A DAMPENER has been thrown over the market for land being bought up for forestry, in the form of tighter rules for assessing a tree-planting projects' eligibility for carbon credits.

Previously, a forestry project's owners could include the purchase cost of the land in the calculation of whether or not it needed carbon credits to be viable – a detail that fuelled runaway prices for land, as investors could always rely on the carbon credits to recoup over-the-score land bids.

Recognising this market distortion, not least because farming bodies have been ringing increasingly strident alarm bells about the amount of agricultural land being devoured by corporate tree-planting, Scottish Forestry has moved to strengthen the Woodland Carbon Code with revised 'additionality' tests.

By 'additionality', what Scottish Forestry means is 'does this project need carbon credits to be viable?' Tree planting projects that are commercially viable without carbon credits will happen anyway, so it is only those projects that depend on the carbon payments that can be properly regarded as providing truly 'additional' carbon sequestration.

But if the only reason a project needs access to carbon cash is to balance the upfront cost of paying over the market value for land, that additionality calculation becomes invalid. This is why Scottish Forestry has changed the rules to remove the actual land price paid from each project's viability calculation, which must now instead be based on the land's value for whatever else it might be used for apart from forestry – which in the case of Scottish hill ground, very much brings the value of sheep farming back into the sums.

NFU Scotland president Martin Kennedy welcomed the change: “For many months, NFUS has been raising with Scottish Government its deep concerns about the impact that non-agricultural investment in land for planting purely to secure carbon credits and greenwash businesses was having.

“Those concerns were justified recently when the Scottish Land Commission published its Rural Land Market Insights Report and highlighted a 31% increase in Scottish land values driven, in large part, by a significant increase in the number of non-farming investors. That has taken the price of land well beyond the reach of most agricultural businesses and almost all new entrants. This may be a short-term gold rush driven by a bet on future carbon values but there is a real risk that the effects are long lasting, not least in our ability to address the current food security crisis," said Mr Kennedy.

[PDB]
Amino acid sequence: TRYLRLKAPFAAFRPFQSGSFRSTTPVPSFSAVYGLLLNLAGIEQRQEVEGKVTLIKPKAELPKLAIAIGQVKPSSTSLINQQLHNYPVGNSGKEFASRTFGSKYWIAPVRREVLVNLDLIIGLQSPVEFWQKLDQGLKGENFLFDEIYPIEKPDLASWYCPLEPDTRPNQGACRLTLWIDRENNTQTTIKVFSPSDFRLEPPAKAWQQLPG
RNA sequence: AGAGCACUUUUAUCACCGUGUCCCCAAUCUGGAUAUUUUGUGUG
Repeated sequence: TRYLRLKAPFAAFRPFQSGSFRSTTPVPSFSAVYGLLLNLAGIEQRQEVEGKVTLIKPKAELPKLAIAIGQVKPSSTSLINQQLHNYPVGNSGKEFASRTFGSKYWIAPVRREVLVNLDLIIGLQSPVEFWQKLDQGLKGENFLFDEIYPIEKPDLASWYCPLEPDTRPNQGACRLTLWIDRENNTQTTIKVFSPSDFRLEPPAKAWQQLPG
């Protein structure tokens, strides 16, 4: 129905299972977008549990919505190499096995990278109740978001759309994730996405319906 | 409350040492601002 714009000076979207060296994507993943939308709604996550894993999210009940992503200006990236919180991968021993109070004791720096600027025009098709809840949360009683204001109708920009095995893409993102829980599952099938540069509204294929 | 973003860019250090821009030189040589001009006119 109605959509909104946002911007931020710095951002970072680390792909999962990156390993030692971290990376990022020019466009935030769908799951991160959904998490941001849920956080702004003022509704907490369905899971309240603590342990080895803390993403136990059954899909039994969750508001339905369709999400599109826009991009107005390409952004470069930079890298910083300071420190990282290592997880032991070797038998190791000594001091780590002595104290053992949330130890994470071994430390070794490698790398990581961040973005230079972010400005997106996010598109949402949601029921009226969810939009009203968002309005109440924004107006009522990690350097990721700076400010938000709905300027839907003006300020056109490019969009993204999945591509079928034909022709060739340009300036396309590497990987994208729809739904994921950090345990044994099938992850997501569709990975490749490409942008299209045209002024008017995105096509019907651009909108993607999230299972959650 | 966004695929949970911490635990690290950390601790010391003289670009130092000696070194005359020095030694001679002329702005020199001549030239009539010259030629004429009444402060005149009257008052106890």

“These changes to the carbon code seek to ensure that commercial, large-scale forestry projects are justified by timber production and timber markets rather than supporting those businesses looking to recoup land investment costs through carbon credits. Long term timber production for timber products is absolutely justifiable," he stressed. "However, timber production that takes out food producing land for either the failings of other industries to address their own emissions reduction, or to burn as biomass, makes absolutely no sense at all from a climate change mitigation point of view."

Environment Minister Màiri McAllan commented: “In the last two years over 500 new projects in Scotland have registered with the Woodland Carbon Code, a fourfold increase.

“It is natural for carbon standards to evolve as carbon markets develop. Tougher new tests under the Woodland Carbon Code will provide added assurance to investors, land managers and the public that carbon credits are reliable, credible and crucially, additional in our journey to Net Zero.

Read more: Farming v Forestry: Time to go back to the 'facts' on planting

“The new tests will also encourage species diversity in woodlands, bringing benefits for biodiversity. Strengthened additionality criteria will weed out woodland creation schemes that would be financially viable without carbon credits. This keeps the woodland carbon market in Scotland robust and credible.”

With this financial brake now being applied to the tree-planting bandwagon, farmers' leaders have made it clear that they do not see this as the end of the story, not least as science finally gets to grips with the carbon sequestration abilities of permanent pasture, which some researchers believe might actually be superior to newly-planted trees in terms of the amount of carbon captured, and the security of its storage thereafter. In a drying world, upright stands of trees will always carry a greater risk of releasing their carbon in a fire than an extensively grazed pasture ever will.

Mr Kennedy added: “The debate around carbon is intensifying and NFU Scotland is preparing its submission to the UK Government’s current consultation on Developing the UK emissions trading scheme (UK ETS) which examines the use of carbon calculators, the role of carbon sequestration, and how a carbon trading market for agriculture could work as part of a wider framework for emissions trading."